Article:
The following statutory provisions are current as of June 2014. Due to recent changes by the U.S. Supreme Court, the Pennsylvania legislature is likely to pass amendments to this law. See discussion below.
42 Pa.C.S. § 9712.1. Sentences for certain drug offenses committed with firearms.
(a) Mandatory sentence. –Any person who is convicted of a violation of section 13(a)(30) of the act of April 14, 1972 (P.L.233, No.64), known as The Controlled Substance, Drug, Device and Cosmetic Act, when at the time of the offense the person or the person’s accomplice is in physical possession or control of a firearm, whether visible, concealed about the person or the person’s accomplice or within the actor’s or accomplice’s reach or in close proximity to the controlled substance, shall likewise be sentenced to a minimum sentence of at least five years of total confinement.
(b) Limitation on aggregate sentences. –Where a defendant is subject to a mandatory minimum sentence under 18 Pa.C.S. § 7508(a) (relating to drug trafficking sentencing and penalties) and is also subject to an additional penalty under subsection (a) and where the court elects to aggregate these penalties, the combined minimum sentence may not exceed the statutory maximum sentence of imprisonment allowable under The Controlled Substance, Drug, Device and Cosmetic Act.
(c) Proof at sentencing. –Provisions of this section shall not be an element of the crime, and notice thereof to the defendant shall not be required prior to conviction, but reasonable notice of the Commonwealth’s intention to proceed under this section shall be provided after conviction and before sentencing. The applicability of this section shall be determined at sentencing. The court shall consider any evidence presented at trial and shall afford the Commonwealth and the defendant an opportunity to present any necessary additional evidence and shall determine, by a preponderance of the evidence, if this section is applicable. [**See discussion below]
(d) Authority of court in sentencing. –There shall be no authority in any court to impose on an offender to which this section is applicable any lesser sentence than provided for in subsection (a) or to place such offender on probation or to suspend sentence. Nothing in this section shall prevent the sentencing court from imposing a sentence greater than that provided in this section. Sentencing guidelines promulgated by the Pennsylvania Commission on Sentencing shall not supersede the mandatory sentences provided in this section.
(e) Appeal by Commonwealth. –If a sentencing court refuses to apply this section where applicable, the Commonwealth shall have the right to appellate review of the action of the sentencing court. The appellate court shall vacate the sentence and remand the case to the sentencing court for imposition of a sentence in accordance with this section if it finds that the sentence was imposed in violation of this section.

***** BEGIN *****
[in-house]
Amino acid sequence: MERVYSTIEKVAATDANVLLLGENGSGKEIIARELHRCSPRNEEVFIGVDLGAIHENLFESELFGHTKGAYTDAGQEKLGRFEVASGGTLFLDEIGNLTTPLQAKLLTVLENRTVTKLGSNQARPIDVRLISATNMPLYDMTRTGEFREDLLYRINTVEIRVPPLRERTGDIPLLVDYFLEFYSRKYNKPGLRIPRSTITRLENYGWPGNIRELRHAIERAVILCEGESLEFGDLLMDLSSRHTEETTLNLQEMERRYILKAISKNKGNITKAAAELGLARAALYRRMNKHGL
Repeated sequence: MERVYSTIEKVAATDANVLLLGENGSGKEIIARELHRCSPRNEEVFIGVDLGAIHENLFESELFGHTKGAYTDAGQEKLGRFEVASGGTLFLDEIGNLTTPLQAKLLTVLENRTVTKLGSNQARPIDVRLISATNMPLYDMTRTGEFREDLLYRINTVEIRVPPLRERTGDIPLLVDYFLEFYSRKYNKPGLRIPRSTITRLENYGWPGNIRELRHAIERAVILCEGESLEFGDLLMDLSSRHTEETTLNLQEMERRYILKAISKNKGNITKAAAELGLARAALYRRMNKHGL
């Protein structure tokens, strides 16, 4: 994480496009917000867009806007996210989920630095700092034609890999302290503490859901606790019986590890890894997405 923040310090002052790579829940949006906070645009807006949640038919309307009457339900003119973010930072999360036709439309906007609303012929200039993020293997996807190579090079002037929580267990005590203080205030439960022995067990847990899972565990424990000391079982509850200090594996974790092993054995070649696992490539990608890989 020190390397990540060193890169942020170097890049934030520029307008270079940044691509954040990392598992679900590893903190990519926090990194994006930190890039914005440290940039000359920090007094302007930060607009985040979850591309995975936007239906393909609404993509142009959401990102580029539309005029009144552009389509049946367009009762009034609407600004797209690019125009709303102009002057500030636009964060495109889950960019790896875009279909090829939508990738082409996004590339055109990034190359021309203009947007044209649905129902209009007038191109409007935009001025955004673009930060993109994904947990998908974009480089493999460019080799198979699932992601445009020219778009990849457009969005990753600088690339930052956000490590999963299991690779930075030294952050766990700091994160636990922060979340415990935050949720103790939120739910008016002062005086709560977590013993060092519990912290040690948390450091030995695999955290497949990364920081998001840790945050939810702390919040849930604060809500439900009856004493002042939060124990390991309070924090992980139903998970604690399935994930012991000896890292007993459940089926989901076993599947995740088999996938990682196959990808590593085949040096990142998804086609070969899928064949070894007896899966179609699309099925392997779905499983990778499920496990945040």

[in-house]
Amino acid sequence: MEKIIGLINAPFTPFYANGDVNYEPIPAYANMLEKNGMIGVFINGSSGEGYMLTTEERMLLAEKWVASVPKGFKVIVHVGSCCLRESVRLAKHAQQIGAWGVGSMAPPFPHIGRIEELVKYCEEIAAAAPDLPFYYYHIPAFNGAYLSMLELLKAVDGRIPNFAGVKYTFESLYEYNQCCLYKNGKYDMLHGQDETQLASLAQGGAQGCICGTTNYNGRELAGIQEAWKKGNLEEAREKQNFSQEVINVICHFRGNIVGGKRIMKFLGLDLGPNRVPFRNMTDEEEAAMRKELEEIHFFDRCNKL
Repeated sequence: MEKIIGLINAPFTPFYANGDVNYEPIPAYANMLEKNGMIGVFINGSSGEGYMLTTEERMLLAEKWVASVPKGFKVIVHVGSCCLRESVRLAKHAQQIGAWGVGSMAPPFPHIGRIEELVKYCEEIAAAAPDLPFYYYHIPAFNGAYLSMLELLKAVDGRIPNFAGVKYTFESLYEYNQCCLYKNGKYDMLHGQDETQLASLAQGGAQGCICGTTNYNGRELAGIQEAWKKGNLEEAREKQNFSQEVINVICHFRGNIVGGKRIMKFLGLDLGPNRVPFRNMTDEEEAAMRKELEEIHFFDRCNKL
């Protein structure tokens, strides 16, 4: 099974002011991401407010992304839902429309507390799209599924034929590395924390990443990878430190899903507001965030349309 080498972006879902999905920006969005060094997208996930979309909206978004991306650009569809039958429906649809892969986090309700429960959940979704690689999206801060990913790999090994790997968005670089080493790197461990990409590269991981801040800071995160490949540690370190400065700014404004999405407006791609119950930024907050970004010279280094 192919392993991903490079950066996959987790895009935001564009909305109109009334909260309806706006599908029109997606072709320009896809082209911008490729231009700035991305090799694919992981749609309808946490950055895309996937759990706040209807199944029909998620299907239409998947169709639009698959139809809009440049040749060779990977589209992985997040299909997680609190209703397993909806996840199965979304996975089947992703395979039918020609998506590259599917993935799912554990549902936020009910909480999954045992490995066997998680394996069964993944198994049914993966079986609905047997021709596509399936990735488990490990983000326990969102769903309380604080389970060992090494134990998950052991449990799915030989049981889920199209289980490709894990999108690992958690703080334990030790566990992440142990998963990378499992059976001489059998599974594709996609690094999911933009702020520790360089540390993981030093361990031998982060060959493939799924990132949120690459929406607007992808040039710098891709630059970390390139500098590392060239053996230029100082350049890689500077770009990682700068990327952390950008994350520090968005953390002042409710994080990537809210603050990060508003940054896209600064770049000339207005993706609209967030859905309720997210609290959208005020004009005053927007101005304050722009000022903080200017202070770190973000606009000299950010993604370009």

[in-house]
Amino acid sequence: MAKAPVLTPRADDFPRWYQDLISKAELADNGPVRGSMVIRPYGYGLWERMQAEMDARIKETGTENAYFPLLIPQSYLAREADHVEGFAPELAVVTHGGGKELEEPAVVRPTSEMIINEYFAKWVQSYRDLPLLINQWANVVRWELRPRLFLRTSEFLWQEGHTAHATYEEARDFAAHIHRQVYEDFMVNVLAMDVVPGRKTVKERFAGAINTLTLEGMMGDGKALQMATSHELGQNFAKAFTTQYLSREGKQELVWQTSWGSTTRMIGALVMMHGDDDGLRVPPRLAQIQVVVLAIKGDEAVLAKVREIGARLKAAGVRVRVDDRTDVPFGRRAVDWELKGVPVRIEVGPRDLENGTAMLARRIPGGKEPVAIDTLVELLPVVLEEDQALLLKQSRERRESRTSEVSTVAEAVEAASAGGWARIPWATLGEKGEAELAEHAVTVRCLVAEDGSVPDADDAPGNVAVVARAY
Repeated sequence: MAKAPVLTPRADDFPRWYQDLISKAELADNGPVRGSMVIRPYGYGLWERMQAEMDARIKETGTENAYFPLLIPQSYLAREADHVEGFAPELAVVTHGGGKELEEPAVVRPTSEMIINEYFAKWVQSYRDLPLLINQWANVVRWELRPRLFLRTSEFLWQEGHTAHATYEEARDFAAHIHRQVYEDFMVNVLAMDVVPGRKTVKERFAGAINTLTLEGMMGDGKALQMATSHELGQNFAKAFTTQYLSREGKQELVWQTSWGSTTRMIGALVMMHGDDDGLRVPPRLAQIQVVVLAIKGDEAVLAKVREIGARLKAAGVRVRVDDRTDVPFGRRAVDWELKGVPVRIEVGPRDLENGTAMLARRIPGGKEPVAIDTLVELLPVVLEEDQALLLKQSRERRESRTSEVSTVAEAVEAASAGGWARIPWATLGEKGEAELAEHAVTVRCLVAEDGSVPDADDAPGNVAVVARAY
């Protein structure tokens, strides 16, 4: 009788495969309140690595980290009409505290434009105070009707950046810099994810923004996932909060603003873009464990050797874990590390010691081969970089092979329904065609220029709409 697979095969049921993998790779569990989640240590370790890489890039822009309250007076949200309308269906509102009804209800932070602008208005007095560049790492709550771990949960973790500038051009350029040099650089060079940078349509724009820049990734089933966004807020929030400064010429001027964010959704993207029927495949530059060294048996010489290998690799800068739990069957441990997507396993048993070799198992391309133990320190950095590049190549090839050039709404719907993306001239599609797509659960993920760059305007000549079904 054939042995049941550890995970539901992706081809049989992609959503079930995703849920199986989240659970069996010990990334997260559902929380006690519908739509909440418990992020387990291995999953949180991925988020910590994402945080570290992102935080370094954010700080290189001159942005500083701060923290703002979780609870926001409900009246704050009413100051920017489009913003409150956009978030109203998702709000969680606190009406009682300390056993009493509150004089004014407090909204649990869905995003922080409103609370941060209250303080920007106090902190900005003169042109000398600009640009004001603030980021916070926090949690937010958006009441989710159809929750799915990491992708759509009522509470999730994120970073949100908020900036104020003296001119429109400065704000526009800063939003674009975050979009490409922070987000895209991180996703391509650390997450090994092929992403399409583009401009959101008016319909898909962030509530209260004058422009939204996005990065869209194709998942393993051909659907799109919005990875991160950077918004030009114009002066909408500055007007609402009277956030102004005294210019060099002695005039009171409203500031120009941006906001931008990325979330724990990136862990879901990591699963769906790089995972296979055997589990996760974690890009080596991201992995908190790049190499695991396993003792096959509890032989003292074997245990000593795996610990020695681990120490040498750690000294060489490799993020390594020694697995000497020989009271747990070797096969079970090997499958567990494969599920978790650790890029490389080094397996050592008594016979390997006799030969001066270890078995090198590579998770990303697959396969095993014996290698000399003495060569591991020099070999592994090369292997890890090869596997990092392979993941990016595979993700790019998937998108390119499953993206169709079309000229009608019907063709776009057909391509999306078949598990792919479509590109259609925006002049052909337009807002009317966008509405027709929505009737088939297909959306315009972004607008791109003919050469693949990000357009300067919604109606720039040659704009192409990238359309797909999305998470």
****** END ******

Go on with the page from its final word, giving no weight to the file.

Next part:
(f) Definition. –As used in this section, the term “firearm” shall have the same meaning as that given to it in section 9712 (relating to sentences for offenses committed with firearms).
Legislative history: Act 2004-225 (H.B. 447), P.L. 1747, § 1, approved Dec. 1, 2004, eff. in 60 days.
42 Pa.C.S. § 9712.1(c) Proof at Sentencing
Section (c) is likely to be changed due to a recent U.S. Supreme Court case, Alleyne v. U.S. (2013). In Alleyne, the U.S. Supreme Court dramatically changed how the DA must prove the sentencing enhancing factor, i.e., possession of a gun. The Court found that any fact which increases the mandatory minimum sentence must be proved beyond a reasonable doubt. Anything less violates U.S. constitutional law.
Previously, the DA’s office was only required to provide notice, at some time prior to sentencing, of its intent to seek increased sentencing under this law. More importantly, the DA was only required to prove the fact triggering the mandatory sentence, i.e., possession of a gun, to the sentencing judge, and only had to prove the fact by a preponderance of the evidence.
As a result of the Alleyne case, the DA must now plead and prove the fact triggering the mandatory sentence at trial, and the fact must be proved beyond a reasonable doubt. This is a significant departure and is favorable to those facing drug charges in Pennsylvania.
Section (c) was basically overturned by the Alleyne case because under that section, the burden of proof is the much lower, preponderance of the evidence standard, which requires that the DA prove the fact to such a degree that the fact is more likely true than not true. This is a far lower standard than the beyond a reasonable doubt standard, and accordingly makes the burden more difficult for the DA’s office. It is only a matter of time before the Pennsylvania legislature amends the law so that it passes muster under the U.S. constitution.
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